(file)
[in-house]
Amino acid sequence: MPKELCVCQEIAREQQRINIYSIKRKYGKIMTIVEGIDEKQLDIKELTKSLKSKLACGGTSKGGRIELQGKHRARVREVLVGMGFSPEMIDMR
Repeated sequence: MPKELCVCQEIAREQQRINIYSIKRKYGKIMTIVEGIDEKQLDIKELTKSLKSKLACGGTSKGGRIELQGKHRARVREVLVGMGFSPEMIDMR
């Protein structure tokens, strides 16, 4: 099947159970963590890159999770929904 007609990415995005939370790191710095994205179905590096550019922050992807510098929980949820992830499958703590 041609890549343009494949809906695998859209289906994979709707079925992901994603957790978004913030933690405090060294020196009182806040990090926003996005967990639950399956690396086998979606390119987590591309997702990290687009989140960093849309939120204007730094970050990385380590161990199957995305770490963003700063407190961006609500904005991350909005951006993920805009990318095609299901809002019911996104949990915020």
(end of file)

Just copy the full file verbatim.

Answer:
[in-house]
Amino acid sequence: MPKELCVCQEIAREQQRINIYSIKRKYGKIMTIVEGIDEKQLDIKELTKSLKSKLACGGTSKGGRIELQGKHRARVREVLVGMGFSPEMIDMR
Repeated sequence: MPKELCVCQEIAREQQRINIYSIKRKYGKIMTIVEGIDEKQLDIKELTKSLKSKLACGGTSKGGRIELQGKHRARVREVLVGMGFSPEMIDMR
């Protein structure tokens, strides 16, 4: 099947159970963590890159999770929904 007609990415995005939370790191710095994205179905590096550019922050992807510098929980949820992830499958703590 041609890549343009494949809906695998859209289906994979709707079925992901994603957790978004913030933690405090060294020196009182806040990090926003996005967990639950399956690396086998979606390119987590591309997702990290687009989140960093849309939120204007730094970050990385380590161990199957995305770490963003700063407190961006609500904005991350909005951006993920805009990318095609299901809002019911996104949990915020």